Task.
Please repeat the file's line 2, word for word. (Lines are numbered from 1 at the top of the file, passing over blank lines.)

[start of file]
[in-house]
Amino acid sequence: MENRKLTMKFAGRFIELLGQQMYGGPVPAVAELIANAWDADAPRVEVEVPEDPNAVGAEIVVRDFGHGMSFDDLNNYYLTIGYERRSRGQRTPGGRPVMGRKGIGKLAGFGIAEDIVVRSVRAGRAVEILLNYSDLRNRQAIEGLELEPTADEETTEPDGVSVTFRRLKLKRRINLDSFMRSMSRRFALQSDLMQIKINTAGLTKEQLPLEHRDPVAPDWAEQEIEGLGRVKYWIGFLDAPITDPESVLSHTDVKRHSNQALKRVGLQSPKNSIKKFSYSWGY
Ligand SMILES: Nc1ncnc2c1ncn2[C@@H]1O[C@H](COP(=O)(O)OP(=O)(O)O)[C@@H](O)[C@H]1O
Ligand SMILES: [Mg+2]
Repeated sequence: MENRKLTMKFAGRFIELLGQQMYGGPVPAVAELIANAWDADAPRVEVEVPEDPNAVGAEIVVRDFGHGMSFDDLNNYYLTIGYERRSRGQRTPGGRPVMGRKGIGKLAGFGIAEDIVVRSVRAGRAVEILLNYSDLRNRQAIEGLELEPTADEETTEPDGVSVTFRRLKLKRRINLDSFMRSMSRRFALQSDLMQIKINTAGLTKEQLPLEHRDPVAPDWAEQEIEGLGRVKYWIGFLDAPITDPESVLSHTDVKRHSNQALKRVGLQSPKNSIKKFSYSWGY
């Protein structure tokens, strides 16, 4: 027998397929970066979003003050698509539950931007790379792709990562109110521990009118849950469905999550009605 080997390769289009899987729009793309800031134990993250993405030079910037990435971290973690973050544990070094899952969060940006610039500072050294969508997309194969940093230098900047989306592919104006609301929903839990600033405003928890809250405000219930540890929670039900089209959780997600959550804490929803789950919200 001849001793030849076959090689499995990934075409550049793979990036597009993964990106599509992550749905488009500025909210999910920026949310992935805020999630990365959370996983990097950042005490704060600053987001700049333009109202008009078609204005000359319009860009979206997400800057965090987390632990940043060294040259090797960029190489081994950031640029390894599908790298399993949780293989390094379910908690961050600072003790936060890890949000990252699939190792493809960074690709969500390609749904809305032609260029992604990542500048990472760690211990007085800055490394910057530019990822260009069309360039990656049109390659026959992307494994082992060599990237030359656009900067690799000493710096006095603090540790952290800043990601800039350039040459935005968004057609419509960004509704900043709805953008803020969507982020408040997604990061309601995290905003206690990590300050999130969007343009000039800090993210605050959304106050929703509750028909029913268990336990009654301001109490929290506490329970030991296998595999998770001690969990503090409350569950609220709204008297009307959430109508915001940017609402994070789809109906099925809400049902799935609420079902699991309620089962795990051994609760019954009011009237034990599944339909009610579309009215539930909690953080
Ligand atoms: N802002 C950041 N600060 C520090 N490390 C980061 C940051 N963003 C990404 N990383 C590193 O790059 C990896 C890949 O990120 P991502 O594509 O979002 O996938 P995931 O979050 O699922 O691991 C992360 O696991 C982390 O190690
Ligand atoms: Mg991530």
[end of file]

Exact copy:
Amino acid sequence: MENRKLTMKFAGRFIELLGQQMYGGPVPAVAELIANAWDADAPRVEVEVPEDPNAVGAEIVVRDFGHGMSFDDLNNYYLTIGYERRSRGQRTPGGRPVMGRKGIGKLAGFGIAEDIVVRSVRAGRAVEILLNYSDLRNRQAIEGLELEPTADEETTEPDGVSVTFRRLKLKRRINLDSFMRSMSRRFALQSDLMQIKINTAGLTKEQLPLEHRDPVAPDWAEQEIEGLGRVKYWIGFLDAPITDPESVLSHTDVKRHSNQALKRVGLQSPKNSIKKFSYSWGY